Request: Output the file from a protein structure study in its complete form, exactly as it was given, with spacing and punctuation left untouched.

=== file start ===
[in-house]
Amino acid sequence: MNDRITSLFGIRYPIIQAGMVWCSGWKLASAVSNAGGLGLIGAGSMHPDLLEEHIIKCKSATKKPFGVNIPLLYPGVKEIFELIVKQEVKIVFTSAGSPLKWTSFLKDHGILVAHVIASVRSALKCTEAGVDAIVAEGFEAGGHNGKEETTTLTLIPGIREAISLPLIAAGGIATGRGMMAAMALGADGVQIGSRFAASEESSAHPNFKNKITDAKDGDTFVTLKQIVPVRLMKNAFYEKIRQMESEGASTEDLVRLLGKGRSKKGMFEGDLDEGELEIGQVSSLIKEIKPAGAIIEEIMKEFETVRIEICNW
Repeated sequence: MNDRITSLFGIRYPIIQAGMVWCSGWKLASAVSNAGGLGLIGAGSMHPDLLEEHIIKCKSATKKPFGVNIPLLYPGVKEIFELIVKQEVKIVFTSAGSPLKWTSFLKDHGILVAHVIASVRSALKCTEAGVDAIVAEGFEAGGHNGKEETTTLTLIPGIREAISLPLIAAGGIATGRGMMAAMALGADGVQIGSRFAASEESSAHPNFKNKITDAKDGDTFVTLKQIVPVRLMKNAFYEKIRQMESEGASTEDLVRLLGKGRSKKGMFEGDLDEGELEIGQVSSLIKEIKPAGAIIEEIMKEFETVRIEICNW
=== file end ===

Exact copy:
[in-house]
Amino acid sequence: MNDRITSLFGIRYPIIQAGMVWCSGWKLASAVSNAGGLGLIGAGSMHPDLLEEHIIKCKSATKKPFGVNIPLLYPGVKEIFELIVKQEVKIVFTSAGSPLKWTSFLKDHGILVAHVIASVRSALKCTEAGVDAIVAEGFEAGGHNGKEETTTLTLIPGIREAISLPLIAAGGIATGRGMMAAMALGADGVQIGSRFAASEESSAHPNFKNKITDAKDGDTFVTLKQIVPVRLMKNAFYEKIRQMESEGASTEDLVRLLGKGRSKKGMFEGDLDEGELEIGQVSSLIKEIKPAGAIIEEIMKEFETVRIEICNW
Repeated sequence: MNDRITSLFGIRYPIIQAGMVWCSGWKLASAVSNAGGLGLIGAGSMHPDLLEEHIIKCKSATKKPFGVNIPLLYPGVKEIFELIVKQEVKIVFTSAGSPLKWTSFLKDHGILVAHVIASVRSALKCTEAGVDAIVAEGFEAGGHNGKEETTTLTLIPGIREAISLPLIAAGGIATGRGMMAAMALGADGVQIGSRFAASEESSAHPNFKNKITDAKDGDTFVTLKQIVPVRLMKNAFYEKIRQMESEGASTEDLVRLLGKGRSKKGMFEGDLDEGELEIGQVSSLIKEIKPAGAIIEEIMKEFETVRIEICNW